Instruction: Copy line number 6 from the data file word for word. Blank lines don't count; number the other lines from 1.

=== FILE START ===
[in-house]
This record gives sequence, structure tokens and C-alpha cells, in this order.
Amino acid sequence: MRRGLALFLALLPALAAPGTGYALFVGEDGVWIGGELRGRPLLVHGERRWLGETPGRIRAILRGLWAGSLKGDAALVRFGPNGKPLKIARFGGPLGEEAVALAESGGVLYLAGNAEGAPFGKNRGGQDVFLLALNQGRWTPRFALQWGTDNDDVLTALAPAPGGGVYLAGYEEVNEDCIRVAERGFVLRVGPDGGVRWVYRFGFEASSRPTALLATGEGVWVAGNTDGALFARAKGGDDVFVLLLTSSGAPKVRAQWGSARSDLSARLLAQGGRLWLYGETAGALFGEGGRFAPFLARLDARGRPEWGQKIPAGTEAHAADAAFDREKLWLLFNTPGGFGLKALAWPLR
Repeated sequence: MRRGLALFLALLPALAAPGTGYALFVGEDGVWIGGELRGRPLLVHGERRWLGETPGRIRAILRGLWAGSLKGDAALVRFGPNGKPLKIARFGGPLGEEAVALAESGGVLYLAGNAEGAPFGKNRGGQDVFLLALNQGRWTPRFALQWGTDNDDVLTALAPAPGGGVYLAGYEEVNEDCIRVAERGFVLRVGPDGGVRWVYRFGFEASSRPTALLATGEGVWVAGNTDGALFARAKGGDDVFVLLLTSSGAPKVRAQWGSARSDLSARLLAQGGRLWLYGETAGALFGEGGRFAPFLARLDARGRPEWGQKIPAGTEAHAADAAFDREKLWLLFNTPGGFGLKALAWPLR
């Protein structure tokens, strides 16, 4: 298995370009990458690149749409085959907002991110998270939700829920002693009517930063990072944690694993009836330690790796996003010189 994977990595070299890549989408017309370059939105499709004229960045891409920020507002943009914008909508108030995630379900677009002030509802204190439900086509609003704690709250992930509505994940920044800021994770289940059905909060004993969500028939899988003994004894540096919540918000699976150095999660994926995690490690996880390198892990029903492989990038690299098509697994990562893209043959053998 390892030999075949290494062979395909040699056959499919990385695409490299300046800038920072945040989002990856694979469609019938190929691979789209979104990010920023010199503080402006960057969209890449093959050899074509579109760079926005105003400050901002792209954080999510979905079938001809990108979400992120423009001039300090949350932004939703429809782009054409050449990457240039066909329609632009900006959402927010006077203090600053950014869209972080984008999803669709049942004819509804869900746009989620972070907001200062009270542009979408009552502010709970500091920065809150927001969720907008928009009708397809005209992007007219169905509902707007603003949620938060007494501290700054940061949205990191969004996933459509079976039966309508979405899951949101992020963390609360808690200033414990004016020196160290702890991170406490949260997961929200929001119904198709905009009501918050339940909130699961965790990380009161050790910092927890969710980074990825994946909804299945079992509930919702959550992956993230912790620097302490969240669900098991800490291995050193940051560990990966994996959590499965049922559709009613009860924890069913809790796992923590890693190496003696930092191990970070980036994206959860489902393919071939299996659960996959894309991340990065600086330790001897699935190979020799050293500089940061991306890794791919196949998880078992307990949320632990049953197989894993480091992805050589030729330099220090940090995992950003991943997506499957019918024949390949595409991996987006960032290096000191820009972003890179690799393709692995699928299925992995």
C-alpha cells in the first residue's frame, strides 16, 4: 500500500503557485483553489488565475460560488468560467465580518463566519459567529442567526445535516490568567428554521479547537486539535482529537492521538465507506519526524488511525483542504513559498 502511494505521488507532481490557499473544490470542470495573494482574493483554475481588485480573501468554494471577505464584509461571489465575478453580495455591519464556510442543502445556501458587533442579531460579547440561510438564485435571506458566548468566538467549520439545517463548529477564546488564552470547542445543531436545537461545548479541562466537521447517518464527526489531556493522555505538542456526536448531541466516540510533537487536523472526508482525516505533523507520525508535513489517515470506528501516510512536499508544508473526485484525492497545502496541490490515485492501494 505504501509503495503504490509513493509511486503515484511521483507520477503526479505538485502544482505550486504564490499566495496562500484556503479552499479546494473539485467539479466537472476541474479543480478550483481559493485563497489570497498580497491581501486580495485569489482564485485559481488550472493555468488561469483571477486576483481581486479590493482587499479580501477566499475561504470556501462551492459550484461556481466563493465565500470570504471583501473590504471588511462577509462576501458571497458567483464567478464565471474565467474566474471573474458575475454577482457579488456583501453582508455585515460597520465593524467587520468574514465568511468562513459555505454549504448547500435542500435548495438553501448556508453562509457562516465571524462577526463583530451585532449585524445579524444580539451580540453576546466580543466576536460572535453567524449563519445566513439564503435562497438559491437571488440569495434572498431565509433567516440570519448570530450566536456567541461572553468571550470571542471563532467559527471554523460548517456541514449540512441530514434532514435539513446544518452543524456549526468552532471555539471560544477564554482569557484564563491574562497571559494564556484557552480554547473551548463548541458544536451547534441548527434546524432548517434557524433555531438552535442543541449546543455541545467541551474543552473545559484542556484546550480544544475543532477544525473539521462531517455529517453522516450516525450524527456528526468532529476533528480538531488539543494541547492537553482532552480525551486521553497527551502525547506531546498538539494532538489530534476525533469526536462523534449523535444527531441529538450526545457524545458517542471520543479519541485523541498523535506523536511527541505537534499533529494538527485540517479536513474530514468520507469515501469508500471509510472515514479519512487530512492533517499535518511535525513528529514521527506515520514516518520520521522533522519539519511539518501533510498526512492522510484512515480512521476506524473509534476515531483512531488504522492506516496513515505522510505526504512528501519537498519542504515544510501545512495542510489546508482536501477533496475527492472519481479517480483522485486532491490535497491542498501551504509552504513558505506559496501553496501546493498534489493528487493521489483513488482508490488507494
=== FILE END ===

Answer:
C-alpha cells in the first residue's frame, strides 16, 4: 500500500503557485483553489488565475460560488468560467465580518463566519459567529442567526445535516490568567428554521479547537486539535482529537492521538465507506519526524488511525483542504513559498 502511494505521488507532481490557499473544490470542470495573494482574493483554475481588485480573501468554494471577505464584509461571489465575478453580495455591519464556510442543502445556501458587533442579531460579547440561510438564485435571506458566548468566538467549520439545517463548529477564546488564552470547542445543531436545537461545548479541562466537521447517518464527526489531556493522555505538542456526536448531541466516540510533537487536523472526508482525516505533523507520525508535513489517515470506528501516510512536499508544508473526485484525492497545502496541490490515485492501494 505504501509503495503504490509513493509511486503515484511521483507520477503526479505538485502544482505550486504564490499566495496562500484556503479552499479546494473539485467539479466537472476541474479543480478550483481559493485563497489570497498580497491581501486580495485569489482564485485559481488550472493555468488561469483571477486576483481581486479590493482587499479580501477566499475561504470556501462551492459550484461556481466563493465565500470570504471583501473590504471588511462577509462576501458571497458567483464567478464565471474565467474566474471573474458575475454577482457579488456583501453582508455585515460597520465593524467587520468574514465568511468562513459555505454549504448547500435542500435548495438553501448556508453562509457562516465571524462577526463583530451585532449585524445579524444580539451580540453576546466580543466576536460572535453567524449563519445566513439564503435562497438559491437571488440569495434572498431565509433567516440570519448570530450566536456567541461572553468571550470571542471563532467559527471554523460548517456541514449540512441530514434532514435539513446544518452543524456549526468552532471555539471560544477564554482569557484564563491574562497571559494564556484557552480554547473551548463548541458544536451547534441548527434546524432548517434557524433555531438552535442543541449546543455541545467541551474543552473545559484542556484546550480544544475543532477544525473539521462531517455529517453522516450516525450524527456528526468532529476533528480538531488539543494541547492537553482532552480525551486521553497527551502525547506531546498538539494532538489530534476525533469526536462523534449523535444527531441529538450526545457524545458517542471520543479519541485523541498523535506523536511527541505537534499533529494538527485540517479536513474530514468520507469515501469508500471509510472515514479519512487530512492533517499535518511535525513528529514521527506515520514516518520520521522533522519539519511539518501533510498526512492522510484512515480512521476506524473509534476515531483512531488504522492506516496513515505522510505526504512528501519537498519542504515544510501545512495542510489546508482536501477533496475527492472519481479517480483522485486532491490535497491542498501551504509552504513558505506559496501553496501546493498534489493528487493521489483513488482508490488507494